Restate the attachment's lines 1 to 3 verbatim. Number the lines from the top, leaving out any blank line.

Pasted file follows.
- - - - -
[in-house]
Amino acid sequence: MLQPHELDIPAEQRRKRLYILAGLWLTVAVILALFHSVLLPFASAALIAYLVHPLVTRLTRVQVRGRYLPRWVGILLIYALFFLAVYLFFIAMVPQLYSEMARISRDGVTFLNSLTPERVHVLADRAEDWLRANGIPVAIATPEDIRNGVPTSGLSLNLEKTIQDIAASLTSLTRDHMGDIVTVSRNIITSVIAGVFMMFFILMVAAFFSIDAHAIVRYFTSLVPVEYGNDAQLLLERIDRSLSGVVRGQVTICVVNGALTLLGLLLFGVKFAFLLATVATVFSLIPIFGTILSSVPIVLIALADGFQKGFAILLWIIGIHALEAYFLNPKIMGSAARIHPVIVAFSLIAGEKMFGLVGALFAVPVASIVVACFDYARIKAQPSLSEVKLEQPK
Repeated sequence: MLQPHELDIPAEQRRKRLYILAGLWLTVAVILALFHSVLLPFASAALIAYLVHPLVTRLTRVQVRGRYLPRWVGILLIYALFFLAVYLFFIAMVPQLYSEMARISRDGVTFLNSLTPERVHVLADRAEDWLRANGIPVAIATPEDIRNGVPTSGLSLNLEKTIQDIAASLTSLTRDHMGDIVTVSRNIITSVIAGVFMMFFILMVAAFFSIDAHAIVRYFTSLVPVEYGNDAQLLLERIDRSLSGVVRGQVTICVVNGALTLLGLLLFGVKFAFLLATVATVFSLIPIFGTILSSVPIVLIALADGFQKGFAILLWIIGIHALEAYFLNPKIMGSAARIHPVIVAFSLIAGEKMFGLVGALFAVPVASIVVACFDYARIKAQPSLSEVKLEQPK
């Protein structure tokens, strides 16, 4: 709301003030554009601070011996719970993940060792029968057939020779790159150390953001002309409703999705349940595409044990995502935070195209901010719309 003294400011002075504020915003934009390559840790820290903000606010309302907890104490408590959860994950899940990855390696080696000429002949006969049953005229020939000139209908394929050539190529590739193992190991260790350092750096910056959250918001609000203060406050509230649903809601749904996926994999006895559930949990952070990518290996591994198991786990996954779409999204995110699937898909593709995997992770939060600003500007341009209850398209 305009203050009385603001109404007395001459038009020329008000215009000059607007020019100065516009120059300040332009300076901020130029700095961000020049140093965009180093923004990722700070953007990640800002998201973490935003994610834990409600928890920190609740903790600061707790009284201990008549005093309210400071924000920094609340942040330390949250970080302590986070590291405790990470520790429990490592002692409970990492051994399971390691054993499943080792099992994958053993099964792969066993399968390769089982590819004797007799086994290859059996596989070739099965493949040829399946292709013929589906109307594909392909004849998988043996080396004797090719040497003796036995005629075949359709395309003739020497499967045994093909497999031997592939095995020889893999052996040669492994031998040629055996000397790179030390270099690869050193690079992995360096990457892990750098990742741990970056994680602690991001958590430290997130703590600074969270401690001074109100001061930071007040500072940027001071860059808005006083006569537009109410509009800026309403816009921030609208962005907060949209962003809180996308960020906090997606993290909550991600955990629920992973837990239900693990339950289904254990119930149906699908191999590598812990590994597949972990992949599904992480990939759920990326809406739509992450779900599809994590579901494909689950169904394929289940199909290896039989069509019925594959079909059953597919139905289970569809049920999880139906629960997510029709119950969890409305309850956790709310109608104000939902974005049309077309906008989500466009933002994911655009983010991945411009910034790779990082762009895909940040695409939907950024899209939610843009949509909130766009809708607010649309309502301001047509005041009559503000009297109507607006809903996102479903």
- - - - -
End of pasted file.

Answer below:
[in-house]
Amino acid sequence: MLQPHELDIPAEQRRKRLYILAGLWLTVAVILALFHSVLLPFASAALIAYLVHPLVTRLTRVQVRGRYLPRWVGILLIYALFFLAVYLFFIAMVPQLYSEMARISRDGVTFLNSLTPERVHVLADRAEDWLRANGIPVAIATPEDIRNGVPTSGLSLNLEKTIQDIAASLTSLTRDHMGDIVTVSRNIITSVIAGVFMMFFILMVAAFFSIDAHAIVRYFTSLVPVEYGNDAQLLLERIDRSLSGVVRGQVTICVVNGALTLLGLLLFGVKFAFLLATVATVFSLIPIFGTILSSVPIVLIALADGFQKGFAILLWIIGIHALEAYFLNPKIMGSAARIHPVIVAFSLIAGEKMFGLVGALFAVPVASIVVACFDYARIKAQPSLSEVKLEQPK
Repeated sequence: MLQPHELDIPAEQRRKRLYILAGLWLTVAVILALFHSVLLPFASAALIAYLVHPLVTRLTRVQVRGRYLPRWVGILLIYALFFLAVYLFFIAMVPQLYSEMARISRDGVTFLNSLTPERVHVLADRAEDWLRANGIPVAIATPEDIRNGVPTSGLSLNLEKTIQDIAASLTSLTRDHMGDIVTVSRNIITSVIAGVFMMFFILMVAAFFSIDAHAIVRYFTSLVPVEYGNDAQLLLERIDRSLSGVVRGQVTICVVNGALTLLGLLLFGVKFAFLLATVATVFSLIPIFGTILSSVPIVLIALADGFQKGFAILLWIIGIHALEAYFLNPKIMGSAARIHPVIVAFSLIAGEKMFGLVGALFAVPVASIVVACFDYARIKAQPSLSEVKLEQPK